And so it follows that true charity consists of acts done, money given, time and space offered, with no investment of self of any kind – where there is absolutely nothing in it for us: we do what we do and give what we give with, from and for love.

It sounds simple – but perhaps is not so easy to live given our human predilection for ‘What’s in it for me, me, me, me?’ to take hold. There are the obvious and not so obvious investments, attachments and other emotional hooks than can catch us out, for example:

  • Do we feel better about ourselves for having given to a charity?
  • Have we given just because everyone else is giving?
  • Have we given out of guilt – the ‘haves’ versus the ‘have-nots’? Are we guilty that others are less well off than ourselves?
  • Have we given because it is expected, but it’s not really something we want to do?
  • Have we given to not be shown up in some way, to be considered uncharitable, a miser – or thought to be hard of heart?
  • Do we give out of pity or sympathy for those deemed less well off?
  • Have we given and then resented the fact that we gave our hard-earned cash away? Or our time to a project, a charity, cause, a friend in need, when we really would have preferred to have been doing something else, something better, something for me and my family?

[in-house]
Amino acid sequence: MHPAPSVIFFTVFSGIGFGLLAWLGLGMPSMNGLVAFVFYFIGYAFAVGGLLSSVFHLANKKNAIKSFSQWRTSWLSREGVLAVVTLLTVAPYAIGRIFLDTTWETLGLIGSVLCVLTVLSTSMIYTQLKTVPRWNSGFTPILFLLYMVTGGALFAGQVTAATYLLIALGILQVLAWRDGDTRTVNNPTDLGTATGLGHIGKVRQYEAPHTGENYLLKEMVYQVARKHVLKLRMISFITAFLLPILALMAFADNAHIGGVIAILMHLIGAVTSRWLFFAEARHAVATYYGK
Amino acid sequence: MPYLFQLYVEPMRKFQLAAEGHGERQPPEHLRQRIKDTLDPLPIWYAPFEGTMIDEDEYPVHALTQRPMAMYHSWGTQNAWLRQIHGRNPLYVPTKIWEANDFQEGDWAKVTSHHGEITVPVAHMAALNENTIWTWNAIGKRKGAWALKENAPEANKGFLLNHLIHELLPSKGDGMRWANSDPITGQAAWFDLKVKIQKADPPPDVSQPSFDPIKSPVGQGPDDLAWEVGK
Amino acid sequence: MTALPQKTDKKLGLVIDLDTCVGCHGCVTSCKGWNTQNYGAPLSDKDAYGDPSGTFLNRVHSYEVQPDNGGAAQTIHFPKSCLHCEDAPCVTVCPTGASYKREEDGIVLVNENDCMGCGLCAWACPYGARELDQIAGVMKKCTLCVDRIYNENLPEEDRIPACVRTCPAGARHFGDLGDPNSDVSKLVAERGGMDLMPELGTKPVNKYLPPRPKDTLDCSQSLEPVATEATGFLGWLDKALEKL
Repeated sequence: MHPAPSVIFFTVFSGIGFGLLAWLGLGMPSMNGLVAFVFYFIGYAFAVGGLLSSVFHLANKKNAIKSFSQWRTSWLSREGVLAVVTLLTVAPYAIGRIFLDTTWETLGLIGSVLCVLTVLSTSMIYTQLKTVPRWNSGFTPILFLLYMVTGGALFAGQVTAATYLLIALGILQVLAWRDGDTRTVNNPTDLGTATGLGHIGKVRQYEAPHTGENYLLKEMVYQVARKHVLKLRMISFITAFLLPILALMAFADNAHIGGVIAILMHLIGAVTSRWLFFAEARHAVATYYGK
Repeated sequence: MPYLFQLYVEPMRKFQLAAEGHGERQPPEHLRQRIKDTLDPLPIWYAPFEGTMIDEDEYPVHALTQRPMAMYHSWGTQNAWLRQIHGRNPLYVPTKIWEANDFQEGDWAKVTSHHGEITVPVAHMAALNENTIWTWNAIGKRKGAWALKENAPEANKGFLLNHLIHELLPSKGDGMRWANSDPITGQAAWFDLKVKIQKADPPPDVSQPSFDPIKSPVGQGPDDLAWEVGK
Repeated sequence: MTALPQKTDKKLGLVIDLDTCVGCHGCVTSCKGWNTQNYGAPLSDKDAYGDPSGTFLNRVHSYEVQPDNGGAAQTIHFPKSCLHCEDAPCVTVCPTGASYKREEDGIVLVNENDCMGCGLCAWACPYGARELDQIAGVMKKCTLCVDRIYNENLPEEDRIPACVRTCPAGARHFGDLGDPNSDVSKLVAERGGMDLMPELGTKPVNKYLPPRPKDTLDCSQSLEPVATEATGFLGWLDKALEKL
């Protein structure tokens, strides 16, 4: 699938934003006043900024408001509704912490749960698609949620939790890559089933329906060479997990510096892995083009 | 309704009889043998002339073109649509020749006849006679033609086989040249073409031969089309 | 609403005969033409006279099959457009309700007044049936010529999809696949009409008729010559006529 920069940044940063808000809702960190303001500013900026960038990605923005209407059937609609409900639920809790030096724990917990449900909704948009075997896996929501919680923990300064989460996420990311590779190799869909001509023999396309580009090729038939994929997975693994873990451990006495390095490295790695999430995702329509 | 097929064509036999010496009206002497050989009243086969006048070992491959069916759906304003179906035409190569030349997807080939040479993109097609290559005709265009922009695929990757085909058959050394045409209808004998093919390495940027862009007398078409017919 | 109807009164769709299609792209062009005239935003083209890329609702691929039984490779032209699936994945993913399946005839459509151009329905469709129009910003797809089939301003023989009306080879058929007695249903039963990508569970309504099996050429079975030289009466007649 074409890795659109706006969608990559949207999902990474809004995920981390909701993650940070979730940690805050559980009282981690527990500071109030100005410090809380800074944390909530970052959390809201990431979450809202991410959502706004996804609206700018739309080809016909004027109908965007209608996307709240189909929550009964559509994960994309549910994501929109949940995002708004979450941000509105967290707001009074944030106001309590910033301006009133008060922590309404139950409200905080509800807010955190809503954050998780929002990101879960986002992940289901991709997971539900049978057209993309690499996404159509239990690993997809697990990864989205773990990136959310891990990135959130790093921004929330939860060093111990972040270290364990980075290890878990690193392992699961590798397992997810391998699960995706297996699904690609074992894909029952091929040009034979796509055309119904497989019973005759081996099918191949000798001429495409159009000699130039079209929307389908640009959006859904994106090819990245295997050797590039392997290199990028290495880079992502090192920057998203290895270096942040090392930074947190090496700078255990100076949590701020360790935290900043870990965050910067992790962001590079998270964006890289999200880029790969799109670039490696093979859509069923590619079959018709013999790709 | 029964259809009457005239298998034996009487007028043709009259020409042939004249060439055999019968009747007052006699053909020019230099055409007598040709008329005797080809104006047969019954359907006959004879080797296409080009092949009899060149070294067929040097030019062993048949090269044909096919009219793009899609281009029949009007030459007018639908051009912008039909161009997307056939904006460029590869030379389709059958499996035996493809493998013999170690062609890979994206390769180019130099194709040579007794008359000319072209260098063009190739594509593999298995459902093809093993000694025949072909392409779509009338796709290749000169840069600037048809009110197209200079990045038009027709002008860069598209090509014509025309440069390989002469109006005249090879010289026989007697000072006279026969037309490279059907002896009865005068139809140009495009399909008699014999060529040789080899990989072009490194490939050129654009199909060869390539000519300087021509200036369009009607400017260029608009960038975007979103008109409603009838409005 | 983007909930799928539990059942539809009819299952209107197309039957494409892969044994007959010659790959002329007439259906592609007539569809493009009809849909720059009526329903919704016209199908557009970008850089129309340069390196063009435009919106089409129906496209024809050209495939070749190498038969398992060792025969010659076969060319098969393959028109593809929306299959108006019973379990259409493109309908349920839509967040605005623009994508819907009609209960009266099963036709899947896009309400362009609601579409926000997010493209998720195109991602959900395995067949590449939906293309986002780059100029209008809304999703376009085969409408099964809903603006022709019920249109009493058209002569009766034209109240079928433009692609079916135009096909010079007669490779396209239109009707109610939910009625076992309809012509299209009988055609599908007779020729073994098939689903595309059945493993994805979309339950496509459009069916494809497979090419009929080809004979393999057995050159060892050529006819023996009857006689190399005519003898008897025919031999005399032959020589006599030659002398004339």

And so the list goes on…

If any of the above resonate, then we know we have not given in true charity but have had some investment or need for self.

And so perhaps there are not too many people or charities out there who are truly giving of their time and money with ZERO investment of self. Certainly the charities that were exposed for cold-calling and haranguing people for money using ‘boiler-room tactics’ are far, far removed from true charity.

Of course it’s always easy to point the finger at others when the real work lies in looking at ourselves and removing our own attachments and investments, which requires a radical self-honesty to clock when we are doing something for self, when the ‘what’s in it for me?’ rises up – and when it is purely and simply for the love of all.

I can recognise both within myself: times when I have done something but there was an undercurrent of resentment about it, and times when I have freely given with zero need for anything in return. The two feel quite different in my body. The first is heavy and sticky, the second is open, expansive and free-flowing.